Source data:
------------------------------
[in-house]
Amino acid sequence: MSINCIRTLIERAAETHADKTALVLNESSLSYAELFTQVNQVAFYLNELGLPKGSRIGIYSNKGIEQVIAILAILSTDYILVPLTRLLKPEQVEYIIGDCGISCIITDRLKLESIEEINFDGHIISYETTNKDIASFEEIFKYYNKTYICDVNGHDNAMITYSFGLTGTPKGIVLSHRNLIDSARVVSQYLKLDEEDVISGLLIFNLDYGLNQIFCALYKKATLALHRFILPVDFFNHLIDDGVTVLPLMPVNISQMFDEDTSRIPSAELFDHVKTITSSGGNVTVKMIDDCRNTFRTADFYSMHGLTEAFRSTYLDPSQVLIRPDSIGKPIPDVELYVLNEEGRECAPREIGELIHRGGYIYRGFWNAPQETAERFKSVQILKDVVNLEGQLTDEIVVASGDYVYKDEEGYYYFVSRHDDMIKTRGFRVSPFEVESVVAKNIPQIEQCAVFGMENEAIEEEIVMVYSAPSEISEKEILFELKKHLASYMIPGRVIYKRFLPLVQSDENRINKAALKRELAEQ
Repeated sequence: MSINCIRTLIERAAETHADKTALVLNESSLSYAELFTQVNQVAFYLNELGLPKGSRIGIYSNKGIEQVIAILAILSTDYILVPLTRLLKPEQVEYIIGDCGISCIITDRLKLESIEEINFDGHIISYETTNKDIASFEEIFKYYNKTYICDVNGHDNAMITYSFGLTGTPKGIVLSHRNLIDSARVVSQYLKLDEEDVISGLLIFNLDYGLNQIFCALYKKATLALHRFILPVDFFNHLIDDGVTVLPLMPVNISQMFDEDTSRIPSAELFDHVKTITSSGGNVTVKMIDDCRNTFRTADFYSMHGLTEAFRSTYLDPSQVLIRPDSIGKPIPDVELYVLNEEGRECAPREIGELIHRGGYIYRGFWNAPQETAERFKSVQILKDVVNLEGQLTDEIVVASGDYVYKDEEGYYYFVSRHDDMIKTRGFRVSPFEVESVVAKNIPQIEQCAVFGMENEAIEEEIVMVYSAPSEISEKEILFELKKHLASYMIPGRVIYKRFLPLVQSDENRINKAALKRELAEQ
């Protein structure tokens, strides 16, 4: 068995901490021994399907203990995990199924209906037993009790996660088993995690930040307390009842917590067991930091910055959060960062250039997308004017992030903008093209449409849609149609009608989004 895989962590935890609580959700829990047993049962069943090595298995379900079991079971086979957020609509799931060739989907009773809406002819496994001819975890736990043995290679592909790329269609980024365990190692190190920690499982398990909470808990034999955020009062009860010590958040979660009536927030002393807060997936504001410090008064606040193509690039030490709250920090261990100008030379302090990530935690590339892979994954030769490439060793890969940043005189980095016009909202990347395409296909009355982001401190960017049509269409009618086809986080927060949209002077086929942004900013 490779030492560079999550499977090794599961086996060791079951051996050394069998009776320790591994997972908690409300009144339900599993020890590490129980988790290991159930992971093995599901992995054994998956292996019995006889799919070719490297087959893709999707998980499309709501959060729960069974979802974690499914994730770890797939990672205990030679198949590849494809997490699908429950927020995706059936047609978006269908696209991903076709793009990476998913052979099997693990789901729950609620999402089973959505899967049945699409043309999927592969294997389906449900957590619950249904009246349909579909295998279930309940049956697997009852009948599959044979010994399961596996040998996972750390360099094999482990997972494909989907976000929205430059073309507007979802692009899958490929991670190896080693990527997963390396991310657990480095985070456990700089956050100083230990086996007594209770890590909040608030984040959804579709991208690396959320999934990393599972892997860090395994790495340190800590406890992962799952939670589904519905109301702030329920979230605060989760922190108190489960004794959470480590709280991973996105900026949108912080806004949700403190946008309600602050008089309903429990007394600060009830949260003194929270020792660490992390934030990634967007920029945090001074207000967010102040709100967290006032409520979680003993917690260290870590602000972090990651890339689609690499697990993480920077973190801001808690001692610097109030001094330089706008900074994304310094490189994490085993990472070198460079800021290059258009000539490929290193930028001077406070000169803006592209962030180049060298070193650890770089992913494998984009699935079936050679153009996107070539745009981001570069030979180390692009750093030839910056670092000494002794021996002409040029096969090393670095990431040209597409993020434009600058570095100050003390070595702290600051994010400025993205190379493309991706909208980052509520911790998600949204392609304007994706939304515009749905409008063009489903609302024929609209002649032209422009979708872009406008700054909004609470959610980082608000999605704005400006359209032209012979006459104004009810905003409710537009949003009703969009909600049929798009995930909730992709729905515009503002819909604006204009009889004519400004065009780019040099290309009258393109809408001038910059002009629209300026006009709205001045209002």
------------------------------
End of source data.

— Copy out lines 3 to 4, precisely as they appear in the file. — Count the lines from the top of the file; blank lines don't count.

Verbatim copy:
Repeated sequence: MSINCIRTLIERAAETHADKTALVLNESSLSYAELFTQVNQVAFYLNELGLPKGSRIGIYSNKGIEQVIAILAILSTDYILVPLTRLLKPEQVEYIIGDCGISCIITDRLKLESIEEINFDGHIISYETTNKDIASFEEIFKYYNKTYICDVNGHDNAMITYSFGLTGTPKGIVLSHRNLIDSARVVSQYLKLDEEDVISGLLIFNLDYGLNQIFCALYKKATLALHRFILPVDFFNHLIDDGVTVLPLMPVNISQMFDEDTSRIPSAELFDHVKTITSSGGNVTVKMIDDCRNTFRTADFYSMHGLTEAFRSTYLDPSQVLIRPDSIGKPIPDVELYVLNEEGRECAPREIGELIHRGGYIYRGFWNAPQETAERFKSVQILKDVVNLEGQLTDEIVVASGDYVYKDEEGYYYFVSRHDDMIKTRGFRVSPFEVESVVAKNIPQIEQCAVFGMENEAIEEEIVMVYSAPSEISEKEILFELKKHLASYMIPGRVIYKRFLPLVQSDENRINKAALKRELAEQ
């Protein structure tokens, strides 16, 4: 068995901490021994399907203990995990199924209906037993009790996660088993995690930040307390009842917590067991930091910055959060960062250039997308004017992030903008093209449409849609149609009608989004 895989962590935890609580959700829990047993049962069943090595298995379900079991079971086979957020609509799931060739989907009773809406002819496994001819975890736990043995290679592909790329269609980024365990190692190190920690499982398990909470808990034999955020009062009860010590958040979660009536927030002393807060997936504001410090008064606040193509690039030490709250920090261990100008030379302090990530935690590339892979994954030769490439060793890969940043005189980095016009909202990347395409296909009355982001401190960017049509269409009618086809986080927060949209002077086929942004900013 490779030492560079999550499977090794599961086996060791079951051996050394069998009776320790591994997972908690409300009144339900599993020890590490129980988790290991159930992971093995599901992995054994998956292996019995006889799919070719490297087959893709999707998980499309709501959060729960069974979802974690499914994730770890797939990672205990030679198949590849494809997490699908429950927020995706059936047609978006269908696209991903076709793009990476998913052979099997693990789901729950609620999402089973959505899967049945699409043309999927592969294997389906449900957590619950249904009246349909579909295998279930309940049956697997009852009948599959044979010994399961596996040998996972750390360099094999482990997972494909989907976000929205430059073309507007979802692009899958490929991670190896080693990527997963390396991310657990480095985070456990700089956050100083230990086996007594209770890590909040608030984040959804579709991208690396959320999934990393599972892997860090395994790495340190800590406890992962799952939670589904519905109301702030329920979230605060989760922190108190489960004794959470480590709280991973996105900026949108912080806004949700403190946008309600602050008089309903429990007394600060009830949260003194929270020792660490992390934030990634967007920029945090001074207000967010102040709100967290006032409520979680003993917690260290870590602000972090990651890339689609690499697990993480920077973190801001808690001692610097109030001094330089706008900074994304310094490189994490085993990472070198460079800021290059258009000539490929290193930028001077406070000169803006592209962030180049060298070193650890770089992913494998984009699935079936050679153009996107070539745009981001570069030979180390692009750093030839910056670092000494002794021996002409040029096969090393670095990431040209597409993020434009600058570095100050003390070595702290600051994010400025993205190379493309991706909208980052509520911790998600949204392609304007994706939304515009749905409008063009489903609302024929609209002649032209422009979708872009406008700054909004609470959610980082608000999605704005400006359209032209012979006459104004009810905003409710537009949003009703969009909600049929798009995930909730992709729905515009503002819909604006204009009889004519400004065009780019040099290309009258393109809408001038910059002009629209300026006009709205001045209002």